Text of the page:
10 Most Underrated RPGs On Switch In 2019

In a way, it's ironic that Nintendo's Switch is overflowing with excellent RPGs, given that their home consoles of the late '90s and early 2000s were known for just about anything but this genre. And while the Switch could still probably do with a few more brand new role-playing games, Nintendo has managed to amass an army of quality RPGs in recent months - especially of the Japanese variety.

With all these big hits like Octopath TravellerXenoblade Chronicles 2, and the recent hyped release of Dragon Quest XI S, there are a number of hidden gems on the console that have been sadly overshadowed by the heavy-hitters. This year alone has seen the quiet release of several lesser-known JRPG greats.

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So let's dive right in as we take a look at 10 of the best JRPGs on the Switch released in 2019.

10 Atelier Lulua: The Scion Of Arland

Switch seems to have a knack for shining a spotlight on JRPG franchises that are largely unknown in the west but beloved in Japan - Monster HunterYS, and this charming crafting-centered adventure.

The game utilizes a cute, colorful and cartoony aesthetic that fits the Switch like a glove. Despite its simple exterior, Atelier comes embedded with a subtle degree of depth with its plethora of customizations/upgrades borne of crafting, cooking, and alchemy. The combat is an enjoyable blend of fun action and interesting strategic elements that keep you wanting to grind and progress. Whether you're a rare veteran fan of this series in the West, or your jumping on board for the first time, this majestic, whimsical JRPG has a lot to offer.

9 Dragon's Dogma: Dark Arisen

Switch has a knack for hosting a myriad of interesting and exciting action-RPGs, both of the Western and Japanese variety. And while this Capcom adventure takes on a darker, more realistic look and some gameplay elements you'd expect to find in a WRPG, it combines this style with some Japanese sensibilities. It's Dragon Age and The Witcher 3 with a touch of Breath of the Wild.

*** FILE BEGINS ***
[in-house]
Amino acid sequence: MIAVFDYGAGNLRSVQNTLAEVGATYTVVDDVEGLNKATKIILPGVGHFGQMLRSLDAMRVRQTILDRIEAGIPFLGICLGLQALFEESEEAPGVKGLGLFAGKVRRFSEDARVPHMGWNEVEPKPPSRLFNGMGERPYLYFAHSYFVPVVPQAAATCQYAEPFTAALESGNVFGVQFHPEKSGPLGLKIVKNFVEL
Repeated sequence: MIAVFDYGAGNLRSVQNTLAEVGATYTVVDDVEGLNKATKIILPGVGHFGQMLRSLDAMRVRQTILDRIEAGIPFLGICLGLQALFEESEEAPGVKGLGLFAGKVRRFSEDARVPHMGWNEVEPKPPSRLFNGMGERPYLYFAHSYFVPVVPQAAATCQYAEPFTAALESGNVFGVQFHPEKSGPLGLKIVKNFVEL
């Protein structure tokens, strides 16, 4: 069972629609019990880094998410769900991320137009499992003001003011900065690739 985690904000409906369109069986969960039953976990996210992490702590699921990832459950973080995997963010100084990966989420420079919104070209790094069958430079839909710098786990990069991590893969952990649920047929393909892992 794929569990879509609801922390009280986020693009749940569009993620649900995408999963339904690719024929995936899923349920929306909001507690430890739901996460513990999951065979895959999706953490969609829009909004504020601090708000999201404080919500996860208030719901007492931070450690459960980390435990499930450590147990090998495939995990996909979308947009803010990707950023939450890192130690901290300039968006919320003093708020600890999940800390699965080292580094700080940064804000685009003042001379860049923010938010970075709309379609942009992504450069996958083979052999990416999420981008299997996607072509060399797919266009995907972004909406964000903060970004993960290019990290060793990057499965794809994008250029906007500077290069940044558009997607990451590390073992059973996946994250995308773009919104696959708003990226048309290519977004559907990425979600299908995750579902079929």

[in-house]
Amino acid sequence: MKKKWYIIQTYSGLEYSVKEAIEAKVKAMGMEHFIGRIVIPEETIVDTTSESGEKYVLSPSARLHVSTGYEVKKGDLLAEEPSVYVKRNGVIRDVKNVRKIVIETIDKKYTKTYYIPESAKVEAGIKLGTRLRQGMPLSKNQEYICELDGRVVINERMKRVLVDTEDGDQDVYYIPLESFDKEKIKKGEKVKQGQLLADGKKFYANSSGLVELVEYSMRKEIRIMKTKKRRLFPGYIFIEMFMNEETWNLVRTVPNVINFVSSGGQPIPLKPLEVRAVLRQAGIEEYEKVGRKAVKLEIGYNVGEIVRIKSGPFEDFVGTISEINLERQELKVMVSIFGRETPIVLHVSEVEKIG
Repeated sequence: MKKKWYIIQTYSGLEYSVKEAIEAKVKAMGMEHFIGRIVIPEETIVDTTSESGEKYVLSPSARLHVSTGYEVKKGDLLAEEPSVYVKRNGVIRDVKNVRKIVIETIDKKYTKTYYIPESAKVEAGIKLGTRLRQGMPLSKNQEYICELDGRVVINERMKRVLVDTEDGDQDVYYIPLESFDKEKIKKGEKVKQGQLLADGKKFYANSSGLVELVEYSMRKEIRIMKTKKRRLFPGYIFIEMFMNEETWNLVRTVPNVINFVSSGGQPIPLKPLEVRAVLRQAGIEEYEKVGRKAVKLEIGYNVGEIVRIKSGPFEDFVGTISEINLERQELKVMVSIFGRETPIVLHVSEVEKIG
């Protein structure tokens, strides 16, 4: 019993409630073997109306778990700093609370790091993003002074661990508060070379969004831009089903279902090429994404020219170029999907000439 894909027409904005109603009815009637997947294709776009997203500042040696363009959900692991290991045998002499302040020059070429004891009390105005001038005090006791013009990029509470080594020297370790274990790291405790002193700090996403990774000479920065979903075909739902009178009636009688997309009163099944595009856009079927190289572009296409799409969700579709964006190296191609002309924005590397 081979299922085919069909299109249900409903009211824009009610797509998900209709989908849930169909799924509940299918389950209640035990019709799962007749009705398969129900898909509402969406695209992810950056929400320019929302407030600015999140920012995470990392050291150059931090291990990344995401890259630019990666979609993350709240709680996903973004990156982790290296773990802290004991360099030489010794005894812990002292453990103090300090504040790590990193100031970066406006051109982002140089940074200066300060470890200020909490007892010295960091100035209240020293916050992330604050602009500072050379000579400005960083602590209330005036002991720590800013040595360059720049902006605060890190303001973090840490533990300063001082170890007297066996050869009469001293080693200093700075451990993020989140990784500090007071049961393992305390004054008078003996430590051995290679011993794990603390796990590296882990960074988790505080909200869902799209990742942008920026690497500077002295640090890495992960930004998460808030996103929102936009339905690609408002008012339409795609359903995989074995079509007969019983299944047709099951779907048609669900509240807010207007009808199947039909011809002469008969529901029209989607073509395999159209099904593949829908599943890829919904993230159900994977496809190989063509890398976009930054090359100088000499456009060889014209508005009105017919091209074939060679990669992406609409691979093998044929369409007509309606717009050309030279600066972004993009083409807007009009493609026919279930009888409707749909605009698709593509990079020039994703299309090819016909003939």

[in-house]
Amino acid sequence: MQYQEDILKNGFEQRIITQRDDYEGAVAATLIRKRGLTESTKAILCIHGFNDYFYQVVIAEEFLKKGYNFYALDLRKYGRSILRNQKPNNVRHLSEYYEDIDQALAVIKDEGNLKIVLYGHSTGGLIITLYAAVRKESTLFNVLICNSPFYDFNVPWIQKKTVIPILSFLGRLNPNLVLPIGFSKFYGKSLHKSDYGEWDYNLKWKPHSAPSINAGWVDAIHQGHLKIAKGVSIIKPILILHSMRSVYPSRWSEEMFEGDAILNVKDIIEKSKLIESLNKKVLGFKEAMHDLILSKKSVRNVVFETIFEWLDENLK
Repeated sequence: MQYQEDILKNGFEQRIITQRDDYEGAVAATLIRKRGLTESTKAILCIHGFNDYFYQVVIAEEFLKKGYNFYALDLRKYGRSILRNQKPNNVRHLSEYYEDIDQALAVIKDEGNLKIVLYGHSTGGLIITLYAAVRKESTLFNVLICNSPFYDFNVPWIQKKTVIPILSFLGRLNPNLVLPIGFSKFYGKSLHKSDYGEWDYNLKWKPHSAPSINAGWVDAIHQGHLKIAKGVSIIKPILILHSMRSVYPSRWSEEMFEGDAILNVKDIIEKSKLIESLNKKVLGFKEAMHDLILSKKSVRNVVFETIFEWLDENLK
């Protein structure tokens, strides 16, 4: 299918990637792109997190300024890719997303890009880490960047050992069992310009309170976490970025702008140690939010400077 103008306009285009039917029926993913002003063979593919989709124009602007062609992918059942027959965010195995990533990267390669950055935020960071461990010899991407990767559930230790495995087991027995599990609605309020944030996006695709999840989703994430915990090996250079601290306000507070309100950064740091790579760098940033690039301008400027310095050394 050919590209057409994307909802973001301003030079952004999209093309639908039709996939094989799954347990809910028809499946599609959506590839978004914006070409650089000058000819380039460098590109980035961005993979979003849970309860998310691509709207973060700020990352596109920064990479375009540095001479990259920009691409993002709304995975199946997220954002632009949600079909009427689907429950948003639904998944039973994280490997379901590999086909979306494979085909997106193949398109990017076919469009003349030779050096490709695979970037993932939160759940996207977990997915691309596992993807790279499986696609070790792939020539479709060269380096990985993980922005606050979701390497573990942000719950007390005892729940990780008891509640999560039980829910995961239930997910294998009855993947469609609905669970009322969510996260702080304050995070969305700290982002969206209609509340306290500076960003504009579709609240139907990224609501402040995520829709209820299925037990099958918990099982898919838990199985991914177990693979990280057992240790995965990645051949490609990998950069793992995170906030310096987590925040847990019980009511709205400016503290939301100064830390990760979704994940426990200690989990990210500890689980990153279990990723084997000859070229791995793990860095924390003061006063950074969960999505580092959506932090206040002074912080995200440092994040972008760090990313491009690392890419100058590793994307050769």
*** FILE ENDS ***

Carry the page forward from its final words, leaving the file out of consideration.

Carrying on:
Dragon's Dogma captivates with its depth, dynamic environments, entertaining combat, cool monsters, and its plethora of exciting quests that make up a whopping 40-hour odyssey; with even more from the DLC content in this expansion.

8 Tangledeep

Despite this simple, colorfully retro aesthetic, Tangledeep will not appeal to everyone, as it runs with a tricky "roguelike" style that harshly punishes death and contains random elements, similar to the cult hit ADOM. Basically, you'll need to venture as hard and far as possible; as one unanticipated death means you lose it all, and it's back to the start.

Still, while the game definitely appeals to a certain niche of early-'90s PC gamers, there's much to love with this nuanced grid-based 2D adventure for most RPG fans. The game's equivalent of an "easy" mode, called "Heroic Mode," allows you to salvage some parts of your game even when dying. And besides, this dungeon-crawler is so fun and addictive that you'll likely want to press on regardless of the looming threat of permadeath and randomization.

7 Dragon Quest I, II, III

To many younger gamers, the original Dragon Quest trilogy might come across as somewhat archaic and bland. Yet, those who have the patience to deal with the rockier learning curve, grinding, and less glamorous aesthetic will find out just why DQ became such a monster in Japan in the first place.

Indeed, these first 3 efforts by Enix still shine as some of the richest, most satisfying RPG odysseys, and still manage to feel epic despite their flat 8-bit exterior. The first game serves as a simple, yet memorable introduction to the series - and really, JRPG gaming as a wholeII expands on the formula, while III seals the deal with its more nuanced class system, myriad of monsters, and an impressive amount of depth for an '80s RPG.

6 Final Fantasy VIII

Even among many diehard Final Fantasy fans, FFVIII exists as the sort of "black sheep" of the FF family. Why is this? Well, it doesn't help that its combat is on the basic side, nor does its initial launch timing - coming on the heels of the smash-hit FFVII - do it any favors. It also contains an unusually obscure and dark narrative that tends to turn some off.